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Is humanitarian intervention justifiable?

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Introduction

´╗┐Manar Habib 13DL Is humanitarian intervention justifiable? The view that humanitarian intervention is justifiable is debatable. This is due to the fact that in many cases there are two sides to a judgement, the side of the country or countries intervening and the side of the country that is being subjected to intervention. An example is the Iraq war in which the USA and Great Britain intervened, the US and UK may have viewed intervention as inevitable and necessary while the Iraqi?s had many other views and in hindsight many see intervention as a way of worsening matters. Furthermore the idea that humanitarian intervention is justifiable could indeed always depend on the situation and to what extent is intervention needed. Intervention can be justified by the idea of ?common humanity?, this is the idea that moral responsibilities cannot be limited to a country?s own people and country but essentially to the whole of humanity. This can also be called indivisible humanity due to the claim that we are all humans no matter where we are on the planet. For example the Syrians may be different in geography and language to citizens of the western countries however; this doesn?t mean that they should be subjected to mass murder. ...read more.

Middle

Also the idea of global interdependence is important because it sheds light to the other side of self-interest; enlightened self-interest. An example of this is ?Operation Provide Comfort? (1991) which is when the US intervened in Iraq to defend Kurds that were fleeing their homes in the aftermath of the Iran-Iraq war. On the other hand, the issue of double standards arises that argues against the justification of humanitarian intervention. This is when there is clearly a pressing humanitarian emergency but certain countries decide not to intervene and go to the extent of ruling intervention out completely. For example, the Rwandan genocide in 1994, the USA had just come out of a terrible peacekeeping mission in Somalia and vowed never to get involved in a conflict between clans and tribes where there was no national interest. This shows that although the Rwandan genocide was such a pressing situation as there was no national interest in getting involved the US avoided it showing that they had double standards as years later they involved themselves in Iraq where there was a possibility of personal gain and national interest in the form of oil. ...read more.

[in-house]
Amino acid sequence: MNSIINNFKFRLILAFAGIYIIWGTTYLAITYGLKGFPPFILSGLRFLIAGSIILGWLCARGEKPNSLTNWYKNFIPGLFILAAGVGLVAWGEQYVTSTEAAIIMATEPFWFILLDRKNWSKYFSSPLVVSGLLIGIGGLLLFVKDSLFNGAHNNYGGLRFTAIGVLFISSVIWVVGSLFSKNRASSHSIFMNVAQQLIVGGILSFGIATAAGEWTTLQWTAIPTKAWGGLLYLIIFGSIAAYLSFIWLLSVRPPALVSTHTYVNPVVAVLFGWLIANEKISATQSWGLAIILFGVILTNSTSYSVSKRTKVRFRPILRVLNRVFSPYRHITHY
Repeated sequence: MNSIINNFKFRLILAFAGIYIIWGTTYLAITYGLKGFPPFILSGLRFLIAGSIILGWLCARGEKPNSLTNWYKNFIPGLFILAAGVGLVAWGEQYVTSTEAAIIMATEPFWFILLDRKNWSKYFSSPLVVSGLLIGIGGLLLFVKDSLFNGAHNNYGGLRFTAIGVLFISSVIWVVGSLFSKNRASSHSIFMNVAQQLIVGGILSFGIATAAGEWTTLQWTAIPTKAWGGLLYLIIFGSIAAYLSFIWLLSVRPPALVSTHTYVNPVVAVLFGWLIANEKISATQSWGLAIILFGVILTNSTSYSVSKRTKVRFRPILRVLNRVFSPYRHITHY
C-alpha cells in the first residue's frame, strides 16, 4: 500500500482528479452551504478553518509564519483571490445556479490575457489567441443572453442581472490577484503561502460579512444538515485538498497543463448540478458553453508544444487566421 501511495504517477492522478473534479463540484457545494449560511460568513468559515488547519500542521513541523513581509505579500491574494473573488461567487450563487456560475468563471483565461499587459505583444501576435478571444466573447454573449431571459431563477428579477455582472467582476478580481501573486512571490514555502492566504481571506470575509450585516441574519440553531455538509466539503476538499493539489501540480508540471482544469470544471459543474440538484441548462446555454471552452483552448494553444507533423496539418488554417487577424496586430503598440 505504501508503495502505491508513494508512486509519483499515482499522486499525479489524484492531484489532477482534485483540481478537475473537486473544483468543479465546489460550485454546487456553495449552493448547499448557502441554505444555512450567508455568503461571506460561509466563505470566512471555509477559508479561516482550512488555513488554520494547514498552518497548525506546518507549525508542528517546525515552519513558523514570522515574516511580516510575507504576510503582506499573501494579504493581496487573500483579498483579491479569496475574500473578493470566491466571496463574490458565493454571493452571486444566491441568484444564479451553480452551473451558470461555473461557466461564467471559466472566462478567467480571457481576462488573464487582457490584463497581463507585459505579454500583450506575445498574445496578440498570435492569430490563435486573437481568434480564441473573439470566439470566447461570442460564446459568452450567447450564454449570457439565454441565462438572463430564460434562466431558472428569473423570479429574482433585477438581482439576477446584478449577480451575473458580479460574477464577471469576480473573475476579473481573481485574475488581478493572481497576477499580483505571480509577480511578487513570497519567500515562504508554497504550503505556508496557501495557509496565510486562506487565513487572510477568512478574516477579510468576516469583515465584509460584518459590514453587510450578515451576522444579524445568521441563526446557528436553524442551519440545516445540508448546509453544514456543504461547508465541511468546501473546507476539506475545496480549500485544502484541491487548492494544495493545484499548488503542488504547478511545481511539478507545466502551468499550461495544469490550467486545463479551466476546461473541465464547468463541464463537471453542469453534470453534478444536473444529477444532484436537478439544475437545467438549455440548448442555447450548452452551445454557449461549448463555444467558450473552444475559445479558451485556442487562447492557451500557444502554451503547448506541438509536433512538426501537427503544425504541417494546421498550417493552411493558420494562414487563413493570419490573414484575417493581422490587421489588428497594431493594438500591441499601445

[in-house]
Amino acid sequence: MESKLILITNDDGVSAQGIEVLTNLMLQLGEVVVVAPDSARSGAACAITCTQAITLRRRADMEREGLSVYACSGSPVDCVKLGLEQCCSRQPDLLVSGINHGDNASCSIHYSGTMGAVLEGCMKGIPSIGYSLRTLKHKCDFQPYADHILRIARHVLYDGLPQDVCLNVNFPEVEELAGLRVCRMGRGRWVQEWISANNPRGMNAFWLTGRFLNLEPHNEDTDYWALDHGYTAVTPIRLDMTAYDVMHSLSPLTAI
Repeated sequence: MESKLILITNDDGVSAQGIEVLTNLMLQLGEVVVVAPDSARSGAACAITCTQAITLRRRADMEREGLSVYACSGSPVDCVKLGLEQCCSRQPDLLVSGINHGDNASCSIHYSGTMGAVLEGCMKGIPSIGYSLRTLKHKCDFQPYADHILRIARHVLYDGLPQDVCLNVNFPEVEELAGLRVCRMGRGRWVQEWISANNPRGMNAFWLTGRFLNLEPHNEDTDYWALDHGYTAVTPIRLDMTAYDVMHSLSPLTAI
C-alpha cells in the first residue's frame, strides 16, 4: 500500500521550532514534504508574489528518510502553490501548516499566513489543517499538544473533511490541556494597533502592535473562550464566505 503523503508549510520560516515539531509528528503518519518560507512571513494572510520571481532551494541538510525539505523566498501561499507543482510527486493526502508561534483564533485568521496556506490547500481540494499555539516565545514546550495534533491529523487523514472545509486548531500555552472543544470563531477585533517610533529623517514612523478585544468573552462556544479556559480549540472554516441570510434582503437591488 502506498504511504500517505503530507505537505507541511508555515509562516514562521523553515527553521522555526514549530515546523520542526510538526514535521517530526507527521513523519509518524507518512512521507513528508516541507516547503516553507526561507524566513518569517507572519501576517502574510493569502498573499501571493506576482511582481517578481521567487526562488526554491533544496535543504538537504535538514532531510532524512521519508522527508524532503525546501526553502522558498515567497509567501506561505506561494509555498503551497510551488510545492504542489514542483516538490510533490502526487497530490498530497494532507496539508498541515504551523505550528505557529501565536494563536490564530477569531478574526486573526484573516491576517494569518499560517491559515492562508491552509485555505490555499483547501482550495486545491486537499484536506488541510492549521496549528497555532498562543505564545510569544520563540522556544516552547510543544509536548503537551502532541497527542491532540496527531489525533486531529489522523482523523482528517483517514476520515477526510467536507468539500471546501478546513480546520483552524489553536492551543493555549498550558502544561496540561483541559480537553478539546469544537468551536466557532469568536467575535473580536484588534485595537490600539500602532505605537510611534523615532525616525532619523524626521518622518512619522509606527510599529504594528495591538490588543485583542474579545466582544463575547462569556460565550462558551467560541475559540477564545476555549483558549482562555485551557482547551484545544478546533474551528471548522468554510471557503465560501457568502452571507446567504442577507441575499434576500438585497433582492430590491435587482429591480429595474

Conclusion

This then results in a distorted view of humanitarian intervention which leads to devastation once it happens as things are underestimated or overestimated. Distortion has a key role in the argument against humanitarian intervention being justifiable. This is because of the fact that the west have a false view of human rights in other parts of the world, for example the USA may have a different set of human rights to those of a middle eastern country and this distorted view can have many disastrous consequences as humanitarian intervention may occur due to a misinterpretation of the human rights of the countries involved. This shows that humanitarian intervention isn?t justifiable because of the different political systems around the world. In conclusion, the evidence shows that whether humanitarian intervention is justifiable depends mostly on the situation. There are views that support intervention as it is viewed as an act for the greater good and must happen to prevent mass murder occurring, while others view it negatively as a seed of double standards and national interest as shown in Rwanda in 1994 where the US didn?t intervene due to no personal gain being offered in return. As a result humanitarian intervention is justifiable according to the situation. Is humanitarian intervention justifiable? ...read more.

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